Regarding UCI Blackleg for next year, resources are available to aid in this decision-making process. One helpful tool is the UCI BlacklegCM app (found here) which can assist in the decision-making process through careful considerations, including location, grain price, conditions, disease risk and cost of treatment, among other factors.
Below: Blackleg in Canola
It’s simple; if it rains, throw money at them, and they will throw it back at you at harvest.
As usual with lentils, a wet spring made it perfect for lentil diseases such as Ascochyta, Botrytis Grey Mould (BGM) and Sclerotinia (White Mould). However, thanks to excellent grain pricing, a favourable year, and cost-effective fungicides, many crops received multiple sprays (up to 6) to keep them protected, and if they were well-timed, minimal disease was seen. BGM and Sclerotinia were the most prevalent diseases, with thick, dense canopies not allowing fungicides to penetrate down into the plants to provide protection. Canopy closures with Sumisclex (Procymidone), Miravis Star, or Aviator Xpro gave maximum protection from BGM and Sclerotinia. As for Ascochyta, multiple Chlorothalonil (Echo) sprays were the product of choice, targeting applications in front of forecast rain events to prevent disease spread.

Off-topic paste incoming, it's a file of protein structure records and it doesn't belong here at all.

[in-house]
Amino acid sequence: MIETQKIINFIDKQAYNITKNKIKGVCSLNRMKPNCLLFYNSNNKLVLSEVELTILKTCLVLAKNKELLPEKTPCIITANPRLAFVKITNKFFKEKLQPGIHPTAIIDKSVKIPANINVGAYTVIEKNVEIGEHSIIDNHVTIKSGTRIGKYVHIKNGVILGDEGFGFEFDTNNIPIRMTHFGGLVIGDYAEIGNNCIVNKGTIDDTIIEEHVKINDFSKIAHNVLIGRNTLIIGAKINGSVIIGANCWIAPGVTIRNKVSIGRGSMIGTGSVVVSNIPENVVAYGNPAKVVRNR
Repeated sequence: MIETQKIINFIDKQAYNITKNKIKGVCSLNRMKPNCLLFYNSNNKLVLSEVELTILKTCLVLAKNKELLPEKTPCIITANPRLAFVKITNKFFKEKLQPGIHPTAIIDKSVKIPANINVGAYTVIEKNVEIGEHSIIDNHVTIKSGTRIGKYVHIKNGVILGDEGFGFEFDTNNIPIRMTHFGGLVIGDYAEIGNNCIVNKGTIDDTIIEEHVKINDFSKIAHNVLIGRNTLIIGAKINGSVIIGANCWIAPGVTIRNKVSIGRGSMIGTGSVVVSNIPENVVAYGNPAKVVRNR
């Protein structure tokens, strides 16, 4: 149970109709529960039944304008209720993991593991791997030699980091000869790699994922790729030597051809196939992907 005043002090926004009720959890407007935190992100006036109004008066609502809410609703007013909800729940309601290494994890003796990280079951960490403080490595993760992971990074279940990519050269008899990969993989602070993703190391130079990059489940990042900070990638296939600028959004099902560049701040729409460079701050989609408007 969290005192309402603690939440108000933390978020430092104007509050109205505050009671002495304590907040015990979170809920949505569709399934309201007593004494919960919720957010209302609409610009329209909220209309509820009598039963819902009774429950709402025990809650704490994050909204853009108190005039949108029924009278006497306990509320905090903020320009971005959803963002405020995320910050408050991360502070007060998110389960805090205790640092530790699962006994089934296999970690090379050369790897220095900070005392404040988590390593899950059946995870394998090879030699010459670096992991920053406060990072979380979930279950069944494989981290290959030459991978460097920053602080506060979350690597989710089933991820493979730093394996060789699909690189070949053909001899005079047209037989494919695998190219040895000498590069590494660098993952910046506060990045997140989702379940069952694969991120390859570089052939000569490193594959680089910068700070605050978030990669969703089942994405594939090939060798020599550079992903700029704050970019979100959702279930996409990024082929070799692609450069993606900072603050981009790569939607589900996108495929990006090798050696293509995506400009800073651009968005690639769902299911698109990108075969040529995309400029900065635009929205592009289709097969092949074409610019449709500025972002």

Below: Sclerotinia in lentils (L), Grey Mould (R), and Ascochyta (B,L) and BGM (B,R).
It only took a couple of days for ‘Chocolate Spot’ to be the word on everyone’s tongues. We went straight from low levels to paddocks that were completely black. Growers on the front foot with a robust fungicide program, spraying every four weeks with preventative sprays, seemed to stay the cleanest. However, it is still to be seen what grain quality will be like. We saw mixtures of Carbendazim (Spin Flo) or Procymidone (Sumisclex) with Veritas Opti or Mancozeb, all give good disease protection early in the season. But unfortunately, when put under high pressure, we noticed we weren’t getting the prolonged protection we usually would. Once this became apparent, we moved onto premium products such as Miravis Star and top rates of Veritas Opti and even these products didn’t get the long-gelati we would expect to see. Paddocks around the Mid North saw up to 5 fungicides in some paddocks to try to keep pods clean and filling. Crazy to think we are still seeing the odd flower into late November/early December. With some big seeds in pods, high numbers of pods, and 4+ beans per pod, we are looking forward to hearing what yields you get.
The photos below of a missed strip of Miravis Star in beans (that wasn’t sprayed due to boggy soil) clearly demonstrate the protection that fungicide provides.